The above parameters were independently measured by two of the authors (SI, HT). The interobserver agreement was at least 95%, and the average of each set of measurements was recorded.
The following criteria were used to examine the efficacy of half-dose PDT for non-neovascular PED. Complete resolution of PED was defined as a complete response, a decrease in PED height or diameter of ≥30% as a partial response, a decrease in the PED height or diameter of <30% as no response, and an increase in PED height or diameter as a recurrence.
Receiver operating characteristic (ROC) curve analysis was used to determine the predictive value of baseline factors associated with resolution of PED. The baseline distribution of CCT in the affected eye, the affected-fellow CCT ratio, and the difference in CCT between the affected eye and the fellow eye were evaluated for fit to a normal distribution or a lognormal distribution. A logistic model was calculated for these three factors to determine the cutoff values for their ability to predict resolution of PED with half-dose PDT. Complete flattening of the PED was set as the event. The area under the ROC curve (AUC) was calculated for each of the three parameters, and the best value of the positive likelihood ratio (PLR: sensitivity – [1 – specificity]) was sought. The P-value of Fisher’s exact test for each potential cutoff threshold was calculated. Students’ t-test was used for continuous variables. BCVA was evaluated 2 years after half-dose PDT. P<0.05 was considered to be statistically significant.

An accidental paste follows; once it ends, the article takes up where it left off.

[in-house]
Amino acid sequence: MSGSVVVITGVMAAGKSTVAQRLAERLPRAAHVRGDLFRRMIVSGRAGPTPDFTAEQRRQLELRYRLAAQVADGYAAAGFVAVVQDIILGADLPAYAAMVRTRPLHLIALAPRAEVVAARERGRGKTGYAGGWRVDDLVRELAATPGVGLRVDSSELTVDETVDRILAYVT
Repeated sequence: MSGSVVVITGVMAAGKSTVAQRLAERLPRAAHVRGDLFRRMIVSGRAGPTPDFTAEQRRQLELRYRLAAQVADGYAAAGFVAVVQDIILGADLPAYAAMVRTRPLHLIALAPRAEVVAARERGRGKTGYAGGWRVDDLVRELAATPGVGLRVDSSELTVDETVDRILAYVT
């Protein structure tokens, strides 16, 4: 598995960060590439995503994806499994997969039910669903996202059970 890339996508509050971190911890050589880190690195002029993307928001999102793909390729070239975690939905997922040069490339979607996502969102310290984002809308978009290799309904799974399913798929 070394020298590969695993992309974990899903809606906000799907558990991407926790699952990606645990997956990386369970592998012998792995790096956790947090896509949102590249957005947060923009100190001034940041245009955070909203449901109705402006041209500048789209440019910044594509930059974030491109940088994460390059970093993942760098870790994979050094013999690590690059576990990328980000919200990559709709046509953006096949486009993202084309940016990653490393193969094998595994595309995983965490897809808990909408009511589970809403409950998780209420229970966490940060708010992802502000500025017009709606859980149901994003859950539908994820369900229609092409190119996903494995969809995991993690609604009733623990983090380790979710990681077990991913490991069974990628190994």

The patient demographic and clinical characteristics are summarized in Table 1.
Table 1 Demographic and clinical data for patients with non-neovascular pigment epithelial detachment
The 12 patients comprised 11 males and 1 female of mean age 59 (range 41–69) years. At baseline, the mean PED height was 420 (range 110–920) µm and mean PED diameter was 1,920 (range 610–3,600) µm. The fovea was involved in all cases. There was a significant correlation between PED height and diameter (R =0.86). Mean CMT was 313 (range 230–400) µm and mean CCT was 410 (range 230–540) µm. All eyes were approximately emmetropic and within ±1.75 diopters. Mean duration of symptoms was 13 (range 2–61) months. One eye had a history of central serous chorioretinopathy. Three patients had received intravitreal anti-VEGF injections before half-dose PDT, with no change in the size of PED before half-dose PDT.
Half-dose PDT was applied to cover the entire area showing hyperfluorescence in late-phase ICGA, including the subfoveal PED. Mean greatest linear diameter was 5,270 (range 2,900–7,000) µm. Mean logMAR BCVA was 0.06 (range 0.52 to −0.08) (Snellen equivalent 6/20 to 24/20) at baseline and 0.01 (range 0.52 to −0.08) (Snellen equivalent 6/20 to 24/20) at 24 months, with no significant change from baseline.
As shown in Table 2, 1 month after application of half-dose PDT, 7 (58%) of the 12 eyes showed a complete response and 1 eye (8%) showed a partial response. At 3 months, 8 (67%) of the 12 eyes showed a complete response, 2 (17%) showed a partial response, and 2 (17%) showed no response. In 1 of the patients with a partial response at 1 month, there was a continued decrease in the size of the PED over 12 months. Recurrence was documented in 1 of the 12 eyes at 5 months and another at 9 months after half-dose PDT. No eye developed CNV or an RPE tear.